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Writing Advice, Ranked

Warning: Hacks for Hacks tips may have harmful side effects on your writing career, and should not be used by minors, adults, writers, poets, scribes, scriveners, journalists, or anybody.

With so much writing advice freely available, how do you know what advice to take? You could try lots of different tips and tricks and see what works for you, or you could simply look at this list of the very best, which is heavily researched and absolutely definitive.

Top 10 Pieces of Writing Advice

10. Keep a journal. Whether it’s a diary or morning pages, journaling is like calisthenics for your brain. It’s a low-stakes method to flex your creative muscles, as well as a wonderful excuse to buy fancy notebooks and pens.

9. Read your work out loud. You’ll be amazed how many mistakes you catch this way. Reading your work aloud engages a different part of your brain, the part that cringes at the sound of your own voice.

8. Get comfortable with rejection. If you submit your work, it’s going to get rejected. Remember that this is not a commentary on you personally; it merely illustrates the reality that readers of that editor’s publication will not pay to read derivative crap from authors like yourself. Framing it like this numbs the sting, doesn’t it?

7. The BIC Method. I’m a big fan of the Butt In Chair method of writing—just sit your butt down and write!—because sitting down rules, and it makes the daily torture of writing more tolerable. If you’re in the same spot every day, the muse will know where to find you, at which point you can give her a piece of your mind about the lousy ideas she’s been pitching lately.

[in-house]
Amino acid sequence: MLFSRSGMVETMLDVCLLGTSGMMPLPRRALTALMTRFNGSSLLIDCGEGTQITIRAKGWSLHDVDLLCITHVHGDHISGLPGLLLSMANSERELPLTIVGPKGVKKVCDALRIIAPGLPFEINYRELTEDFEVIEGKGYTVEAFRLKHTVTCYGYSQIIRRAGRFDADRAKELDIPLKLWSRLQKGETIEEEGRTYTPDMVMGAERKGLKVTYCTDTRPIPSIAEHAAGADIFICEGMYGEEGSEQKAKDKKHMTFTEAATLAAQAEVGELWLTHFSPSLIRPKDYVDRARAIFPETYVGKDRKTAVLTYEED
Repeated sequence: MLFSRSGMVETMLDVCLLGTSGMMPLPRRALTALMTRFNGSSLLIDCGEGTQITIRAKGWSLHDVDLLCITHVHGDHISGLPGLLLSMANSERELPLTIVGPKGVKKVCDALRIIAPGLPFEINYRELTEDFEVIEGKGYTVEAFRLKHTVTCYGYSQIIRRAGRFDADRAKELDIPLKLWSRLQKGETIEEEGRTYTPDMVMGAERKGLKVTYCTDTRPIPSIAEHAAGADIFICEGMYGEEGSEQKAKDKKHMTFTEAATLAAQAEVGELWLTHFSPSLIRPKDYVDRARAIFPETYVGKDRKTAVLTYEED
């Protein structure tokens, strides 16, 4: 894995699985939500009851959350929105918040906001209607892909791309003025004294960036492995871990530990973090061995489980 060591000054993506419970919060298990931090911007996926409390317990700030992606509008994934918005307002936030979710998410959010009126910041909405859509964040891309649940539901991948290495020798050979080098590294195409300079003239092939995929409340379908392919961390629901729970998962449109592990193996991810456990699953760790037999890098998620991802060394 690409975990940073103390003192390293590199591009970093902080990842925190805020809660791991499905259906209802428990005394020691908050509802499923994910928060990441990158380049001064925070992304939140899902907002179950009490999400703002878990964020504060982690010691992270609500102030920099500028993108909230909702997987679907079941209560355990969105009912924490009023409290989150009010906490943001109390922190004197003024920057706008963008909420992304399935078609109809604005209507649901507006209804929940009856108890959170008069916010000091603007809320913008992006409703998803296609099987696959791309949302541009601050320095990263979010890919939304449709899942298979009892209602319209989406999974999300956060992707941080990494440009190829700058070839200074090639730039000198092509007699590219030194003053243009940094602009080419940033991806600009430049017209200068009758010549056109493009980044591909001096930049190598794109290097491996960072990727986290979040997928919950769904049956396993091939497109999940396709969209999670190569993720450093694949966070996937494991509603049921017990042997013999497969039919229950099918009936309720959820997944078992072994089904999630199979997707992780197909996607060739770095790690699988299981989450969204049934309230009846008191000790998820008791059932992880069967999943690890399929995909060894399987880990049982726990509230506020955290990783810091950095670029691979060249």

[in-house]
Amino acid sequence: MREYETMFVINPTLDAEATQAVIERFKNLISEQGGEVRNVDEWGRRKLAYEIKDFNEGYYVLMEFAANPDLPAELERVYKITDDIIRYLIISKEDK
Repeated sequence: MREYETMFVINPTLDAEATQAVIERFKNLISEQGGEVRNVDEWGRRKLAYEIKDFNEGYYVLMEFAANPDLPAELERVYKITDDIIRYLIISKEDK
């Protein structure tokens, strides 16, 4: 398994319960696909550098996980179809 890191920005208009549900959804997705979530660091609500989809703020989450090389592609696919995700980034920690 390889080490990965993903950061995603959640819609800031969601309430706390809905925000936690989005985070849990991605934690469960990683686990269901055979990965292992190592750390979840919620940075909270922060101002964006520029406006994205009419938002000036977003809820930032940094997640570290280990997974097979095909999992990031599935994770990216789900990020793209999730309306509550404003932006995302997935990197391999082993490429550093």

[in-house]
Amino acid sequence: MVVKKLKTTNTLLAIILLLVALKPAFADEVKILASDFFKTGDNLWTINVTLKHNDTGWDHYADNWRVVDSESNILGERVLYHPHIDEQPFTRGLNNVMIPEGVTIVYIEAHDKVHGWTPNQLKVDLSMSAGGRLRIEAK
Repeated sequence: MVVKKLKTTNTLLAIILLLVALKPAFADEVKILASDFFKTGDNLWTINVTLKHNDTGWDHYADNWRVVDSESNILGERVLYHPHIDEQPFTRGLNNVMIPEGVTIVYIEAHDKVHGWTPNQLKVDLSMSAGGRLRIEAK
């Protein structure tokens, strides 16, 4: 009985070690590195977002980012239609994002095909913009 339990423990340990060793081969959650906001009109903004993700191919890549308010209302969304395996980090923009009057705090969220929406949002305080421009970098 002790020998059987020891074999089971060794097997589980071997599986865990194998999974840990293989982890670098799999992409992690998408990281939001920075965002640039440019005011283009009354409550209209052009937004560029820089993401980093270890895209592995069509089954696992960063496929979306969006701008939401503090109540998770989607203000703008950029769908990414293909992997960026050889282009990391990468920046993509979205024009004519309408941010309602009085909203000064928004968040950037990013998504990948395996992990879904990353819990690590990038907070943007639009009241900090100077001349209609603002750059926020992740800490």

6. Wake up early. Nothing beats waking up at 5 a.m. for some quiet, solitary writing time! Whether you bang out 3,000 words, or fall asleep at your keyboard after barely a paragraph, you’ll have the satisfaction of knowing your work is done. Now the rest of the day belongs to you (and also your boss, spouse, and kids, but whatever).

a row of several trophies [1]
photo by Brad.K

5. Begin with the end in mind. Every journey needs a destination, even if it’s right back where you started from. You wouldn’t get in the car if you didn’t know where you were going, would you? You would? Well, yikes, my analogy is ruined, probably because I didn’t plan the end of it.

4. Don’t use an outline. Characters need room to make choices and grow organically, and they can’t do that if the High and Mighty Author is dictating their decisions like they’re pieces on a chess board. Treat your characters like flesh-and-blood people with free will and they might just surprise you with the amazing places they go.

3. Use an Outline. Oh God, this book is a mess. Why did I let these characters make such inexplicable and boring decisions? I created them, so of course they did stupid things!

2. Read constantly. Reading is vital to providing inspiration and to keep up with your preferred genre. And it’s a fun way to put off your own writing! There are two types of books, both essential to your development:

  1. “I could write a better book in my sleep, and I will, out of spite.”
  2. “I will never write a book this good, and the fact that I once thought I could is an embarrassment to my friends and loved ones.”

1. Show, don’t tell. The obvious top choice. As mentioned in the Aspiring Writer’s Dictionary [2], “Show, don’t tell” is the writerly equivalent of “Have a good one.” It works as an all-purpose critique, as well as a shibboleth that marks you as a fellow long-suffering writer. You can apply the show-don’t-tell principle to your public persona as well. Don’t tell people you’re a writer with coffee cups that say “Be nice to me or I’ll put you in my novel.” Show them by missing your deadlines and acting like a jerk at parties due to too much alcohol and too little sleep.

Disagree with these rankings? Did a valuable tip not make the list? Give an honorable mention to your favorite writing advice in the comments!

About Bill Ferris [3]

After college, Bill Ferris [4] left Nebraska for Florida to become a rich and famous rock star. Failing that, he picked up the pen to become a rich and famous novelist. He now lives in Chapel Hill, North Carolina, and looks forward to a life of poverty and ridicule.